Useful information and glossary


This is a list of terms used on the Sound Advice website and in Sound Advice notes containing recommendations by the Sound Advice Working Group

ABO: Association of British Orchestras

Action values: see ‘Exposure action values’.

Backline: Collection of musical instruments and their direct amplification on stage.

Bone conduction: Transmission of sound signals through the bones of the skull. The signal is directed straight into the inner part of the ear, bypassing the middle and outer parts of the ear.
BS: British Standard.

BS EN: European Standard adopted as a British Standard.

Click track: Backing or metronome track that is played back to musicians (normally through headphones) to enable them to keep accurate time. It is common for situations where drummers have to keep time with a pre-recorded or sequenced track.

Competent: People having such practical and theoretical knowledge and such experience as is necessary to carry out the work. Need to be aware of the limits of their expertise and knowledge and sufficiently independent and impartial to allow them to make objective decisions. Do not necessarily need to be employed by an independent company, but in-house personnel must have enough authority and independence to be able to make necessary decisions and recommendations.

Cue lights: A means of indicating to performers when to start and stop, using a (typically green) lamp.
Diplacusis: Condition where the two ears hear a given pitch as two distinct tones.

Distributed sound system: Technical term for a sound reproduction/reinforcement system that uses a number of smaller loudspeaker enclosures placed around the venue rather than one or two large stacks at the side of the stage. This reduces the sound level from individual speakers while achieving an even overall spread of sound at an acceptable level for listeners.

Engager/Contractor: In the entertainment industry employers are often known as engagers or contractors. Other terms used, which may or may not imply employment, include producers, promoters, managers and fixers.

Exposure action values (EAV): Levels of exposure to noise at which certain actions need to be taken. The values are:

  • lowerexposure action values (LEAV):
    • daily or weekly exposure of 80 dB:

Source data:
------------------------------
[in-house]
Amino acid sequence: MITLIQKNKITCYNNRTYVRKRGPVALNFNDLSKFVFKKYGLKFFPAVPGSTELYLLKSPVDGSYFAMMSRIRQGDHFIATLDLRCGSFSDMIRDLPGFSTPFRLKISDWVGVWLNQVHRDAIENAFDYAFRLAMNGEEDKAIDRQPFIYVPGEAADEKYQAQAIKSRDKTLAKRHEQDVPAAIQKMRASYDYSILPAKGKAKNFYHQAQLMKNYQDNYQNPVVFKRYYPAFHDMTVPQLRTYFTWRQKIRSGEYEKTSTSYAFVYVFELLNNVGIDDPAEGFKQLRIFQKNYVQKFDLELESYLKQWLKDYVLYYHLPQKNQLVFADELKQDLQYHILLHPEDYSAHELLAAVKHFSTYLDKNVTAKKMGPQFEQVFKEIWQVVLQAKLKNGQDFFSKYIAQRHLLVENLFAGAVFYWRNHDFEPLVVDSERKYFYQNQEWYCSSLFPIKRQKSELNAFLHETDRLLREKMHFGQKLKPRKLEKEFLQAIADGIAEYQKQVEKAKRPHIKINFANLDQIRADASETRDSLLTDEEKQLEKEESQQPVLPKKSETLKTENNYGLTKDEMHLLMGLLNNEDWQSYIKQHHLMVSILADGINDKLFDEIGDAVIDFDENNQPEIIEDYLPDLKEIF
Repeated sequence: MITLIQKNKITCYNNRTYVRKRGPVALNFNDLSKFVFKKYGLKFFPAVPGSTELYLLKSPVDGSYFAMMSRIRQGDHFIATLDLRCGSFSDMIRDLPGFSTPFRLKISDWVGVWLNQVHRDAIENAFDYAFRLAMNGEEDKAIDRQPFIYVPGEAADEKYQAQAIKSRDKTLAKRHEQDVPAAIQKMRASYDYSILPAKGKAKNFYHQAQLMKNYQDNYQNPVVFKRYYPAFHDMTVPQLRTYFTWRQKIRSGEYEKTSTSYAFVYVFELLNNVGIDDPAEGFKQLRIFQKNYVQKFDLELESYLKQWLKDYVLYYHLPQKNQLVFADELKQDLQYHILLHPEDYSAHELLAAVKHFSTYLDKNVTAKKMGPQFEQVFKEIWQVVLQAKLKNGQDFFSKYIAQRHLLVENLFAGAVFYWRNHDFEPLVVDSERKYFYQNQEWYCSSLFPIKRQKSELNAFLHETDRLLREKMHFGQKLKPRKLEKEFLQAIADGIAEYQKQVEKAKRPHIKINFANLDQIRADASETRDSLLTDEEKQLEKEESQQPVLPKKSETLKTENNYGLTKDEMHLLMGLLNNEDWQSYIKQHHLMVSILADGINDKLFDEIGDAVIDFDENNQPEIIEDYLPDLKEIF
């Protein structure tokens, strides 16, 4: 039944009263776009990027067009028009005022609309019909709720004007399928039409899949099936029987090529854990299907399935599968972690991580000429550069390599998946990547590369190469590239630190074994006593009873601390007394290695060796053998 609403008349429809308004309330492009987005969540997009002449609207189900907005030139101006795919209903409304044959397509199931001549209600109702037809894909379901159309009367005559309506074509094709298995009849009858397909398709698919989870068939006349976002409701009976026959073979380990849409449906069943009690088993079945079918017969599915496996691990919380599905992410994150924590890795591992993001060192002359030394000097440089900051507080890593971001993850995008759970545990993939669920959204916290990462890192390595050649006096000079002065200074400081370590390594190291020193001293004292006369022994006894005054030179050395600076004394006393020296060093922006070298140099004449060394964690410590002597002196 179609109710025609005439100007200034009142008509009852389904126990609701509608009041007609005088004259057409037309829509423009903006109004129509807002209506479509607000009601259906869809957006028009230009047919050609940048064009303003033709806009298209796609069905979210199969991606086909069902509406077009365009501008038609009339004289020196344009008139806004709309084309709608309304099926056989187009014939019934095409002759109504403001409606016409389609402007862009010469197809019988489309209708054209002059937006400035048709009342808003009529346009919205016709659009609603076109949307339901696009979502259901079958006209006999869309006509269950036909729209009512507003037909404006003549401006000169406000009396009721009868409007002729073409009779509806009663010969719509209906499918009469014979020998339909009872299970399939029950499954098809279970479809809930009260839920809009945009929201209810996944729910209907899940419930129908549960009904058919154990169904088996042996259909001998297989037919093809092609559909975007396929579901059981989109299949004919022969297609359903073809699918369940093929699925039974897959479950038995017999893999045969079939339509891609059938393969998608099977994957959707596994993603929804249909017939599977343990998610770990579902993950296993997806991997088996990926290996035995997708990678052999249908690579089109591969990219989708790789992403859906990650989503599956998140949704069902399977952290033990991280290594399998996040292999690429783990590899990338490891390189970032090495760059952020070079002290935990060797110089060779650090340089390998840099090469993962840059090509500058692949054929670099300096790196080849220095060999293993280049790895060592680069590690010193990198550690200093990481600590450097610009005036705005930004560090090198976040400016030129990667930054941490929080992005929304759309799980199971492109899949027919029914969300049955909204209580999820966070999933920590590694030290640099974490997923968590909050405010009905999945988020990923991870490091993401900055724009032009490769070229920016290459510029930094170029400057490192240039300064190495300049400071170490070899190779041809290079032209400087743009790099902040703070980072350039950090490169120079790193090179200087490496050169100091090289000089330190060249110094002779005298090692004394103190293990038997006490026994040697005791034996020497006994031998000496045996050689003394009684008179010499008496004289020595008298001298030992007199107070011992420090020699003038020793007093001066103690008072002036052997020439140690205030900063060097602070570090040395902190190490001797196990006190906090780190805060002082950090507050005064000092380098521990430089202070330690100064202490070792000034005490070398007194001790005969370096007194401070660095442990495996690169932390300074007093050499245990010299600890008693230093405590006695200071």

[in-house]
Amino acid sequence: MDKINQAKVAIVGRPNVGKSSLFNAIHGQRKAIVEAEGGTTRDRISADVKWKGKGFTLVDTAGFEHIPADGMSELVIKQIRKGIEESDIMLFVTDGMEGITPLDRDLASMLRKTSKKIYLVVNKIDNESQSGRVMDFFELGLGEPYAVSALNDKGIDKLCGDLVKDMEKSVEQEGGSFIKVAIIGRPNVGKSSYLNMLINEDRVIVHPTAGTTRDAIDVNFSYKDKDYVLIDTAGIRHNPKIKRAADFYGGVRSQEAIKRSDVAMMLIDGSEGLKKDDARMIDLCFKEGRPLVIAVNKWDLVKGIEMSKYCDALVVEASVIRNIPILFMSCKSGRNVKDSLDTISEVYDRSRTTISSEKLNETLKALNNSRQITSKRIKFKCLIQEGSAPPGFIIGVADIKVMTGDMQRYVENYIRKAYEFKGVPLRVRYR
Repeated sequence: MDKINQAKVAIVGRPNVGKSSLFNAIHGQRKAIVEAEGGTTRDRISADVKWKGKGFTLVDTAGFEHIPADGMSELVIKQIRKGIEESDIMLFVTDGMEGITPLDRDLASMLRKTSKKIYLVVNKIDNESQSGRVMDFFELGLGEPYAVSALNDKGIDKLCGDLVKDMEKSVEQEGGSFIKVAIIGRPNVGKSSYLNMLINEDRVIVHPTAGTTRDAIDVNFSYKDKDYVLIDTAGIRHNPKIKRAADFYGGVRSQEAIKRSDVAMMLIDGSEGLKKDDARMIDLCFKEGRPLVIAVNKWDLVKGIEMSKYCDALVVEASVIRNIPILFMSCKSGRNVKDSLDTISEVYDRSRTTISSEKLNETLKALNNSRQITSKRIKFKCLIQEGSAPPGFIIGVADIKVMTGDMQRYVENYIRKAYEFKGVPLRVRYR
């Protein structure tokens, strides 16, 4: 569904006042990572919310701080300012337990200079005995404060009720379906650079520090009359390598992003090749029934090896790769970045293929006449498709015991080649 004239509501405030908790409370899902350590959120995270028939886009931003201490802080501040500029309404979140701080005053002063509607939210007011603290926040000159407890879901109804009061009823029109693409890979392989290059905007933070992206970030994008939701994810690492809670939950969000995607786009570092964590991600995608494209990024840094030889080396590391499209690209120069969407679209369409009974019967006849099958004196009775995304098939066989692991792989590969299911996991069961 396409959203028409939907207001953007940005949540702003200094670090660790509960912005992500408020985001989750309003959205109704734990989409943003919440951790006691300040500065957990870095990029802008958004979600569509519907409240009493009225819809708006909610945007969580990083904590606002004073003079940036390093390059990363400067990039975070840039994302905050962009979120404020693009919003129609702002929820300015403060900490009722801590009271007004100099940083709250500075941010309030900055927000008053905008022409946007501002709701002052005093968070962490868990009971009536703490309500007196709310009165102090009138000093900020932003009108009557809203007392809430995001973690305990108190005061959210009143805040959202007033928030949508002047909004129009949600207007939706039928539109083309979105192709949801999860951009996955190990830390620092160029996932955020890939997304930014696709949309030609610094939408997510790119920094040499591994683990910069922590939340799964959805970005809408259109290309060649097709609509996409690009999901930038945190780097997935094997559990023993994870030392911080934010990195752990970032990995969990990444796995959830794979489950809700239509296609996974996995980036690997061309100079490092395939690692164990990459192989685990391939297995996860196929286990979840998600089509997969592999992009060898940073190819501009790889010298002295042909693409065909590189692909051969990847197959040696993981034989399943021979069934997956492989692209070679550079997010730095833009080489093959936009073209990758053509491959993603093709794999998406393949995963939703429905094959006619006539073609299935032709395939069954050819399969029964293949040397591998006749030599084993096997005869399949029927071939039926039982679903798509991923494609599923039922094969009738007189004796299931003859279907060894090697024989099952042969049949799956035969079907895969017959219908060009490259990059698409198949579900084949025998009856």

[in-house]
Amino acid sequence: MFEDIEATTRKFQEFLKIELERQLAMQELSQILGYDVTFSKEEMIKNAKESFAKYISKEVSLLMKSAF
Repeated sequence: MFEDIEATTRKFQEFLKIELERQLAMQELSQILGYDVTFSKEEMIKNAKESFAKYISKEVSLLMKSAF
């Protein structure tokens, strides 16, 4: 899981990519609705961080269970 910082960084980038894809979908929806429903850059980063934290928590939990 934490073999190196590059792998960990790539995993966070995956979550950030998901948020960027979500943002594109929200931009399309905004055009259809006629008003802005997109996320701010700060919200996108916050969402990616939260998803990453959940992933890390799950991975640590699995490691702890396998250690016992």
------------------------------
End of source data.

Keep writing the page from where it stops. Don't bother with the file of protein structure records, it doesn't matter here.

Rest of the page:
• peak sound pressure of 135 dB;
  • upper exposure action values (UEAV):
    • daily or weekly exposure of 85 dB;
    • peak sound pressure of 137 dB.

Exposure action values and exposure limit values

 

Daily or weekly personal average noise exposure

Peak sound level

Actions

Below lower exposure action values

Less than 80 dB
(A-weighted)

Less than 135 dB
(C-weighted)

Reduce noise levels as far as reasonably practicable.

Lower exposure action values

80 dB
(A-weighted)
or above

Cannot take the effect of hearing protection into account

135 dB
(C-weighted)
or above

Cannot take the effect of hearing protection into account

Undertake risk assessment. If any employees are identified as being particularly susceptible to noise, health surveillance should be implemented.

Make suitable hearing protection available.

Establish a maintenance programme for equipment supplied to reduce noise risk such as noise limiters and hearing protection.

Provide training.

Upper exposure action values

85 dB
(A-weighted)
or above

Cannot take the effect of hearing protection into account

137 dB
(C-weighted)
or above

Cannot take the effect of hearing protection into account

Implement the actions required by lower exposure action values (above).

Establish and implement a programme of control measures.

If these measures are not sufficient to reduce exposure below 85 dB then:

  • suitable hearing protection must be worn; and
  • a health surveillance programme implemented.

Exposure limit values

87 dB
(A-weighted)
Allowed to take hearing protection into account